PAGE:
Vitamin D pathway-related gene polymorphisms and their association with metabolic diseases: A literature review

Abstract

Purpose

Given that the relationship between vitamin D status and metabolic diseases such as obesity and type 2 diabetes (T2D) remains unclear, this review will focus on the genetic associations, which are less prone to confounding, between vitamin D-related single nucleotide polymorphisms (SNPs) and metabolic diseases.

Methods

A literature search of relevant articles was performed on PubMed up to December 2019. Those articles that had examined the association of vitamin D-related SNPs with obesity and/or T2D were included. Two reviewers independently evaluated the eligibility for the inclusion criteria and extracted the data. In total, 73 articles were included in this review.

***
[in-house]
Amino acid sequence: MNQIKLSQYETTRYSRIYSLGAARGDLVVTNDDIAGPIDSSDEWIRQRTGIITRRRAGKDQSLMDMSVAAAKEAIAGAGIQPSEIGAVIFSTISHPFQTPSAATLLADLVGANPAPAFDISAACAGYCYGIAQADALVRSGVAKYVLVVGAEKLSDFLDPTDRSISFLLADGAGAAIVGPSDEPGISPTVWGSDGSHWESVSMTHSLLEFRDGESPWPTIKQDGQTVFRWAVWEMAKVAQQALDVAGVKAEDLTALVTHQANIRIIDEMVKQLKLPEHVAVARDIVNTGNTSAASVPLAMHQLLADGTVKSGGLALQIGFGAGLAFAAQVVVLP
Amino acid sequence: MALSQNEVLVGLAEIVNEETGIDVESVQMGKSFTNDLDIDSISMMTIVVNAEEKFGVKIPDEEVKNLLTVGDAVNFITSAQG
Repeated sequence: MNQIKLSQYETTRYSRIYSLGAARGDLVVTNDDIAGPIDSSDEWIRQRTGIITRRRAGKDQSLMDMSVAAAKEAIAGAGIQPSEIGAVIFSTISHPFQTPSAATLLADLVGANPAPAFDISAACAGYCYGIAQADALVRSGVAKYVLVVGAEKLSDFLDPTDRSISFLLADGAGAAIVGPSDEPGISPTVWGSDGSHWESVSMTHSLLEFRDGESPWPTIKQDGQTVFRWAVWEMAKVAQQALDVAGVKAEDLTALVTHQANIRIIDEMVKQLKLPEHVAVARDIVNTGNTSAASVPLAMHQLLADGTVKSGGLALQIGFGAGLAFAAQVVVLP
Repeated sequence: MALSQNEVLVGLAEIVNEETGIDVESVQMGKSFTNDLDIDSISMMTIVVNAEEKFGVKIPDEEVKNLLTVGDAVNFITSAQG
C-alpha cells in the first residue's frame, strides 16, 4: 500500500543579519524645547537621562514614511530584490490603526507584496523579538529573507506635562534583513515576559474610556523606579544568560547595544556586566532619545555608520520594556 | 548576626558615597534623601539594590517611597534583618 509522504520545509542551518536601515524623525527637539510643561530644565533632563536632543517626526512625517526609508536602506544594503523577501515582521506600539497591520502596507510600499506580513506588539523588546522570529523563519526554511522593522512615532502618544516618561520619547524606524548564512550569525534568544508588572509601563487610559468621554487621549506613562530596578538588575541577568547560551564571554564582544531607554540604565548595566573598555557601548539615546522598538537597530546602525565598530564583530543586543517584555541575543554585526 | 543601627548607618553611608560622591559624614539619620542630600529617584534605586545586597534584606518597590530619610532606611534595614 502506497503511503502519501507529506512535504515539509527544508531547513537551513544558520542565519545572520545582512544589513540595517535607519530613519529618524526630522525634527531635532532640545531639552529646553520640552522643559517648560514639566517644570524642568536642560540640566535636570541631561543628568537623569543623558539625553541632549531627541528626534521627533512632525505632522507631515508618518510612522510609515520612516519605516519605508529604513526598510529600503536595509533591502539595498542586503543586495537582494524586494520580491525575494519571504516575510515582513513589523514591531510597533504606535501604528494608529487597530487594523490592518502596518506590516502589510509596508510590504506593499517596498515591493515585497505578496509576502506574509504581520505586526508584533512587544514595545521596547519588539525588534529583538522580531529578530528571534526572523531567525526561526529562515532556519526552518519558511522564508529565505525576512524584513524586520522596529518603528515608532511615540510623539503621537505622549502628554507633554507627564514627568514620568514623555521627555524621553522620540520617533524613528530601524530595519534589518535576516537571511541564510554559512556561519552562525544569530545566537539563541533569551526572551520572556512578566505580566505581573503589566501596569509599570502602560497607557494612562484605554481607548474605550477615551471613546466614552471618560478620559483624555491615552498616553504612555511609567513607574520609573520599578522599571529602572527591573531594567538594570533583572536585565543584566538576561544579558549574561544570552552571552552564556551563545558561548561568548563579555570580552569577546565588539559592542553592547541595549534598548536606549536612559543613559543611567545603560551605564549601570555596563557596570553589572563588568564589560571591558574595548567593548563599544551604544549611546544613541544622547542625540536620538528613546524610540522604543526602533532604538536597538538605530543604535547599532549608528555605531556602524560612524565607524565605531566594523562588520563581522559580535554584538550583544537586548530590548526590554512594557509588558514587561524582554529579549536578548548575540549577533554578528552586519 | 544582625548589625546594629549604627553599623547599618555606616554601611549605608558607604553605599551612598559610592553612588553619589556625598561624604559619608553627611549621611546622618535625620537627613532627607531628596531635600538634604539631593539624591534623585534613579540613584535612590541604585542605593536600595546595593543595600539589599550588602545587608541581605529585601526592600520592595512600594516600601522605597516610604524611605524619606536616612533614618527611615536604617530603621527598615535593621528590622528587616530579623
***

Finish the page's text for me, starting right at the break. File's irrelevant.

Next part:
Results

There is a lack of research focusing on the association of vitamin D synthesis-related genes with obesity and T2D; however, the limited available research, although inconsistent, is suggestive of a protective effect on T2D risk. While there are several studies that investigated the vitamin D metabolism-related SNPs, the research focusing on vitamin D activation, catabolism and transport genes is limited. Studies on CYP27B1, CYP24A1 and GC genes demonstrated a lack of association with obesity and T2D in Europeans; however, significant associations with T2D were found in South Asians. VDR gene SNPs have been extensively researched; in particular, the focus has been mainly on BsmI (rs1544410), TaqI (rs731236), ApaI (rs7975232) and FokI (rs2228570) SNPs. Even though the association between VDR SNPs and metabolic diseases remain inconsistent, some positive associations showing potential effects on obesity and T2D in specific ethnic groups were identified.